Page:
Returning to Capitol Hill from vacation, both Democrat and Republican lawmakers are offering competing bills to halt gun sales to those on secretive government watch lists.
June ended with House Speaker Paul Ryan sending the body into recess following a 26-hour sit-in protest by chamber Democrats eager to hold a vote on gun control measures in the wake of a deadly terror attack in Orlando that left 49 dead.
Once back in session on July 5, lawmakers lost no time in stumping for their respective causes.
Rep. John Larson, D-Conn., appealed to the House as a whole on Tuesday, saying, “We will no longer be silent,” before he, along with Rep. John Lewis, D-Ga., met with Speaker Ryan in private to appeal for a vote on two Democrat-backed measures on no fly/no buy and expanded background checks.
“We’re asking for a simple vote. After all, that’s what we’re elected to do. We’re elected to represent the people we are sworn to serve and cast vote,” said Larson. “That is why so many took to this floor in an organic movement, demonstrating that we’ve had enough and that we deserve a vote and that we demand a vote for the countless victims and families and ongoing tragedies.”
Ryan reportedly rebuffed the Democrats and instead will offer up a House vote on a Republican no fly/no buy bill similar to that proposed by Sen. John Cornyn that falls far short of what the left is calling for.
The measure, H.R.4237, proposed by Rep. Lee Zeldin, R-N.Y., would allow the Department of Justice to block gun transfers to those on the terror watch list in some circumstances while establishing a burden of proof on the government to preserve due process.
“My proposal with Senator Cornyn in no way, shape or form infringes upon the rights of law abiding gun owners,” said Zeldin in a press conference this week. “What it does is ensure that terrorists do not have the ability to legally purchase firearms. Isn’t that the goal here?”
Zeldin argues that the bill strikes a balance but those across the aisle want more.
“Two weeks ago, House Democrats waged a disruptive and destructive sit-in to shut down Congress because they supposedly wanted to pass legislation that prevents terrorists from being able to purchase firearms. Now they can, with this proposal coming to the House floor, but Democrats are opposing it for no good reason,” said Zeldin.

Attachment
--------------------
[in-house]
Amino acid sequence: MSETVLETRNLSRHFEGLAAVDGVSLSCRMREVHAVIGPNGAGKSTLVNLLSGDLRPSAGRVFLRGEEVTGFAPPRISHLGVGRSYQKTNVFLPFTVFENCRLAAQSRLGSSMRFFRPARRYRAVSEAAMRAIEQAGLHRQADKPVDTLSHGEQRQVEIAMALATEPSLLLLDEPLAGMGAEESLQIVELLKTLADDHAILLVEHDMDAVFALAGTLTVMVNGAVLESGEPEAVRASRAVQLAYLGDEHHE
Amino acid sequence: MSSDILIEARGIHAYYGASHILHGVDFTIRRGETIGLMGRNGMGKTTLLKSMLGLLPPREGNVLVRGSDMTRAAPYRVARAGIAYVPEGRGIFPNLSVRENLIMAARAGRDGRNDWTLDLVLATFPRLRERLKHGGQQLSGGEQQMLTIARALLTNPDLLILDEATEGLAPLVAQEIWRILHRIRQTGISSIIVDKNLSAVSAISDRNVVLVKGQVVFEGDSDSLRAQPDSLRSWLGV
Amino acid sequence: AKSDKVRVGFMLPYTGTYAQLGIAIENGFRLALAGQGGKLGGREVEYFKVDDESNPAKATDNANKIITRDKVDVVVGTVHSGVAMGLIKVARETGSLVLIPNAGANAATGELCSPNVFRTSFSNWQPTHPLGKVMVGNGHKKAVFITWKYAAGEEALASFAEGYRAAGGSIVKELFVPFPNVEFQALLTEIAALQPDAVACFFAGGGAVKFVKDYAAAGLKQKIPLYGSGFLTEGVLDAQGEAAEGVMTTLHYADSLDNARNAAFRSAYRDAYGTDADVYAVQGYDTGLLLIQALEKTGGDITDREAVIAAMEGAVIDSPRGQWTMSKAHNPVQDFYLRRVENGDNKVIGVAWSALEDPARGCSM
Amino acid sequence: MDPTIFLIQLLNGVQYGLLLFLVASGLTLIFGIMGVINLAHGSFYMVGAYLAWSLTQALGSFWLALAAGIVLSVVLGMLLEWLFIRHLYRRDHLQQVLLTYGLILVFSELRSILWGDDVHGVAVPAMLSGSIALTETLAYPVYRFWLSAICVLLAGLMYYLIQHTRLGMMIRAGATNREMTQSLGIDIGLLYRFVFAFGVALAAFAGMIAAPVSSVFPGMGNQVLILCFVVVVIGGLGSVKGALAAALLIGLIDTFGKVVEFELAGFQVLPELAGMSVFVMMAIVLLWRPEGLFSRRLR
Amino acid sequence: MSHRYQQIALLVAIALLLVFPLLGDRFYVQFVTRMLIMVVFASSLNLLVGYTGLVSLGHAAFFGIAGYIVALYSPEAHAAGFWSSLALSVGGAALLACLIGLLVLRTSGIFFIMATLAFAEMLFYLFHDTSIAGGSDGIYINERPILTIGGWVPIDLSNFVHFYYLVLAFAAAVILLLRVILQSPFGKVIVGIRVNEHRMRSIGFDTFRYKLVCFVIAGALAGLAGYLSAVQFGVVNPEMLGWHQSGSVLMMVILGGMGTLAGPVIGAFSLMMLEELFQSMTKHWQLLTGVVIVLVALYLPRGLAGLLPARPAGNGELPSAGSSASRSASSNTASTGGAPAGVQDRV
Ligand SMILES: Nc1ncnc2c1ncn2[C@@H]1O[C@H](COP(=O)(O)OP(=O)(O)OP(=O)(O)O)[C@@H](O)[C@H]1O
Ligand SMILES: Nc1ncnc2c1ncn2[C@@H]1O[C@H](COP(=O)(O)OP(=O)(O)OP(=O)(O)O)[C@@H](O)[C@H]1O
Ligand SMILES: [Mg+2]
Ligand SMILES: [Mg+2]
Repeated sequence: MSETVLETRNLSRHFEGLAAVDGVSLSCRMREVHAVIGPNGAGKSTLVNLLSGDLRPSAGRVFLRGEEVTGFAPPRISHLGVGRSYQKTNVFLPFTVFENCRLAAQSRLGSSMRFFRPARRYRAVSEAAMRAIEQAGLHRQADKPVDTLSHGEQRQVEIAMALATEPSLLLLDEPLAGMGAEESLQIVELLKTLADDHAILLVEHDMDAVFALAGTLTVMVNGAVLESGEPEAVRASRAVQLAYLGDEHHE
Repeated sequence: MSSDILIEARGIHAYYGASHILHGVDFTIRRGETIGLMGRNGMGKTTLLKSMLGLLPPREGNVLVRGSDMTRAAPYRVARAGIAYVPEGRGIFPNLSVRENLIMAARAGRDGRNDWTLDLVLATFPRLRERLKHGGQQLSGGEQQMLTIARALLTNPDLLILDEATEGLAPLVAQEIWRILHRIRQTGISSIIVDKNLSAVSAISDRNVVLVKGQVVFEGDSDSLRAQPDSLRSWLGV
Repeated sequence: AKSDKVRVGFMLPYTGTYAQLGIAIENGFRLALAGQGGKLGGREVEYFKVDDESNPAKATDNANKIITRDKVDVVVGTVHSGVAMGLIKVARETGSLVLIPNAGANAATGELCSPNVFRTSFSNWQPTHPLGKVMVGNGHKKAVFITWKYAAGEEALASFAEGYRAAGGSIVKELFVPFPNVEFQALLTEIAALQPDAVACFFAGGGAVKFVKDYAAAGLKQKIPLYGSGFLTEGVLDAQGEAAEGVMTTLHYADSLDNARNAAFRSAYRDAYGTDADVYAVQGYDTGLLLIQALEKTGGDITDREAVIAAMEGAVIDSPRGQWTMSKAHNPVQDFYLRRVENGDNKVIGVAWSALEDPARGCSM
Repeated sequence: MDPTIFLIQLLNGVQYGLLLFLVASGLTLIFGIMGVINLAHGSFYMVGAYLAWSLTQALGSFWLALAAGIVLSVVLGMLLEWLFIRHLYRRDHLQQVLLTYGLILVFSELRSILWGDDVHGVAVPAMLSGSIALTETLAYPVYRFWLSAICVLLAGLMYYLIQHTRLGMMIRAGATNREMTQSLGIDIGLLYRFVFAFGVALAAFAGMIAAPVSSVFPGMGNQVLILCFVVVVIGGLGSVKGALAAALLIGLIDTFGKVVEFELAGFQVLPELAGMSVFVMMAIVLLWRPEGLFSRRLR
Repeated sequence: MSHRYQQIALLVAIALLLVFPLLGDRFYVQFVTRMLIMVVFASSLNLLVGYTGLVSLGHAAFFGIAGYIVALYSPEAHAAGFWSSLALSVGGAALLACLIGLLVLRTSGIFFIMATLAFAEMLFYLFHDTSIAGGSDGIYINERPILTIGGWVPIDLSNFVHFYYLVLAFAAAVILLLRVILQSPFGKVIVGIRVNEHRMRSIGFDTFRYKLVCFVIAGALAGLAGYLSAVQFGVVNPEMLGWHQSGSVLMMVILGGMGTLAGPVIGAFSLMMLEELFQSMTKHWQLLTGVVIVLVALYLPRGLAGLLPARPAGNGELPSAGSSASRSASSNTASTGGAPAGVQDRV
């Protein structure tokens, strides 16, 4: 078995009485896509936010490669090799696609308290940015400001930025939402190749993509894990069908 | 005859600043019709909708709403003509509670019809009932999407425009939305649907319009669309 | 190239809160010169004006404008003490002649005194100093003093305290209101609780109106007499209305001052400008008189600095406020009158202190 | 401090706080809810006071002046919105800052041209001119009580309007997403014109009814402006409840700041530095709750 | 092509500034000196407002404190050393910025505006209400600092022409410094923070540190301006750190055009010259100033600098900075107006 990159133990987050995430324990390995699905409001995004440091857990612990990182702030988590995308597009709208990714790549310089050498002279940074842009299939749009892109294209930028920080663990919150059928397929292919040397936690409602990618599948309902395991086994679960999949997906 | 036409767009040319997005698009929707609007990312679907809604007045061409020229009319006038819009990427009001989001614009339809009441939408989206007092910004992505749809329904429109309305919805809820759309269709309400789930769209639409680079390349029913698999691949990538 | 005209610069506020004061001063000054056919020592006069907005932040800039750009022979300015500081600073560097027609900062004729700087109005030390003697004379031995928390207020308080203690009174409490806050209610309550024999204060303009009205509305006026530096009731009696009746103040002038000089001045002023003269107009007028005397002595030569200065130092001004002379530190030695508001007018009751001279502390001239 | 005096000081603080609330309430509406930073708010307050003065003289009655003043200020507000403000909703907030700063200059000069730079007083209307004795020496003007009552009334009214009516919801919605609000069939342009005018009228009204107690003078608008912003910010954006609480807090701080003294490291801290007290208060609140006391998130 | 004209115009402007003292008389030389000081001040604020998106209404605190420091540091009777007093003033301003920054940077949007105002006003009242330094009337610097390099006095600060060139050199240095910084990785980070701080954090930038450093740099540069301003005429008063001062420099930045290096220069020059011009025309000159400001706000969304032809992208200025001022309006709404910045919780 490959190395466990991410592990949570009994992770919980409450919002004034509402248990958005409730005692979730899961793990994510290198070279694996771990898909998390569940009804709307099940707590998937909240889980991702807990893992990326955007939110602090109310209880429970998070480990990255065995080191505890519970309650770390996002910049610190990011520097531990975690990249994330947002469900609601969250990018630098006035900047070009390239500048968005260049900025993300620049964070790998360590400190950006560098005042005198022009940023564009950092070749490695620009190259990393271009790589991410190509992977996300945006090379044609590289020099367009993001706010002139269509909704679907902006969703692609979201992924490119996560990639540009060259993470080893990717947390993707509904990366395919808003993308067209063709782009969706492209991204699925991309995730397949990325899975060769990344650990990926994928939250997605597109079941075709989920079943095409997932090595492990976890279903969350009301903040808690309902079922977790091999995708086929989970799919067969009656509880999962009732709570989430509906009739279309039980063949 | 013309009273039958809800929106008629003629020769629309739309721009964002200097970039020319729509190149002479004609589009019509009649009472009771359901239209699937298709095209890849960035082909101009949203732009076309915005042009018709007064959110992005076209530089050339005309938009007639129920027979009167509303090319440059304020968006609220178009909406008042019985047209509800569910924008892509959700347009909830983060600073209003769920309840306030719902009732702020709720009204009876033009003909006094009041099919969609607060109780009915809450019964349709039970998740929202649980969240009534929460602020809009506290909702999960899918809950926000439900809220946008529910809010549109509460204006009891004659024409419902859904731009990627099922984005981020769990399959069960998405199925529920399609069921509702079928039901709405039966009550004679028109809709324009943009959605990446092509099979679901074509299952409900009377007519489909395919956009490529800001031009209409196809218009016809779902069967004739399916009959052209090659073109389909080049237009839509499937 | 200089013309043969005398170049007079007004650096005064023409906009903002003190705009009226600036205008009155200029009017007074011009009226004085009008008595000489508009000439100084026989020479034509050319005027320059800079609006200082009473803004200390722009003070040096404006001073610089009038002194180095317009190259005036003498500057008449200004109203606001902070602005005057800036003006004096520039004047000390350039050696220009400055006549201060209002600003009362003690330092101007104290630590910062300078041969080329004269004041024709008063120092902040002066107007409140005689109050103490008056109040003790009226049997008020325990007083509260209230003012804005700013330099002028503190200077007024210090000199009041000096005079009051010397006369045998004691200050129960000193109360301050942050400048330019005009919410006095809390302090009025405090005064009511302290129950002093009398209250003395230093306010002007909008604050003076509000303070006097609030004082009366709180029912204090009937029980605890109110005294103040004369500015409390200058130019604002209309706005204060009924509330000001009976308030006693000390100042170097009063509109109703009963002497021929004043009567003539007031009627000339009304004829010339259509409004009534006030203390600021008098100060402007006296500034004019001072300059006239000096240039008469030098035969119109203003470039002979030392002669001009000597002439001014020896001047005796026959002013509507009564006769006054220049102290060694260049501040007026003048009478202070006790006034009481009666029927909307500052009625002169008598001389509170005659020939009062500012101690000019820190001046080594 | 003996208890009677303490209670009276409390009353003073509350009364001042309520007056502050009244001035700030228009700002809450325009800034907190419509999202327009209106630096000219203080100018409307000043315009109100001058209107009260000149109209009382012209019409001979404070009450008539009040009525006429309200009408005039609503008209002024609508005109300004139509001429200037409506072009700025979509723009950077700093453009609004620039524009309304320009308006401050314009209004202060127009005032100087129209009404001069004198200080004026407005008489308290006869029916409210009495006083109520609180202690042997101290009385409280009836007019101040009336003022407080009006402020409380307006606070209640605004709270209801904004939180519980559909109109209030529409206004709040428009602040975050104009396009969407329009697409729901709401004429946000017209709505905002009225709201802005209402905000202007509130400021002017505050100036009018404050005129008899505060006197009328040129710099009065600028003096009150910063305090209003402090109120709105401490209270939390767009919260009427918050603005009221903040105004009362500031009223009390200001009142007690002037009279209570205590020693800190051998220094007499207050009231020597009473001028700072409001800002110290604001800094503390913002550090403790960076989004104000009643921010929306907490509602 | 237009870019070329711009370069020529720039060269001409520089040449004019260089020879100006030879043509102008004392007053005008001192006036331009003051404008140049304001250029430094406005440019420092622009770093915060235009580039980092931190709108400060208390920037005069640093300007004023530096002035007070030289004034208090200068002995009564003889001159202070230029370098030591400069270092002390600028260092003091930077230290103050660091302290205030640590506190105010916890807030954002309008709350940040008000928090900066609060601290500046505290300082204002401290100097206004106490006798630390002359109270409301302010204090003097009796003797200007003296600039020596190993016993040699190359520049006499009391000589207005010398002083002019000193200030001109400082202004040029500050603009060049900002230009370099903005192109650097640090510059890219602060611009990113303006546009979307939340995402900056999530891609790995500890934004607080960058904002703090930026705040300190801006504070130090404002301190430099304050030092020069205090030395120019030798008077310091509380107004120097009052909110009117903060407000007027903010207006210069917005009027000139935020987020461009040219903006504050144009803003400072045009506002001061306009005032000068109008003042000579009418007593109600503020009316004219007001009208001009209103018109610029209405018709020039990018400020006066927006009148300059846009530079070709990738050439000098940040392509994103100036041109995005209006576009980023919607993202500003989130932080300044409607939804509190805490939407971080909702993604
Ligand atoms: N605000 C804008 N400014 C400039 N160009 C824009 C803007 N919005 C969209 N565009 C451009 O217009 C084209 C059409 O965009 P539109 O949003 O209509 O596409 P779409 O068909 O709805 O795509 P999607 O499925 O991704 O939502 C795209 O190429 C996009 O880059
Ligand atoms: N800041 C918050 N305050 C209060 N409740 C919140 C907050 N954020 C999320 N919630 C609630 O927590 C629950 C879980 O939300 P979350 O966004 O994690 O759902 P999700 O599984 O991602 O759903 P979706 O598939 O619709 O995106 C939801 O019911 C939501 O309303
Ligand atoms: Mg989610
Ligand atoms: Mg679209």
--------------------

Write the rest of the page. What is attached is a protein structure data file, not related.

Minority Whip Steny Hoyer describes the GOP legislation as a non-starter as it has an “unworkable probable cause standard which requires the government to convince a court within 72 hours that the buyer ‘has committed or will commit an act of terrorism’ — not that the suspect has ties to a terrorist organization, or that the suspect is likely to use the weapon against Americans, but that he or she will actually commit an act of terrorism or has conspired to do so.”
Minority Leader Nancy Pelosi met with a group of 91 gun control advocates on the Capitol steps and slammed the GOP proposal as being backed by the National Rifle Association.
Going beyond opposition from chamber Dems, Zeldin’s proposal and that of Rep. Kevin McCarthy, R-Calf., are being sandbagged by the House Freedom Caucus, a group of some three dozen conservative Republicans who are at odds with more moderate GOP members.
“The bill also creates additional constitutional concerns because it does not incorporate the various procedural safeguards in the Sixth Amendment. And, of course, the entire process further supports the disposability of the Second Amendment and Fifth Amendment,” said a member of the caucus, Rep. Justin Amash, R-Mich., this week.
Meanwhile, a group of over 20 grassroots Second Amendment groups including both national and state level organizations, are denouncing any move to implement legislation that denies gun rights without due process as modern day McCarthyism.
In May, a separate collection of groups led by Open Carry Texas went on the record likewise panning no fly/no buy measures, among others.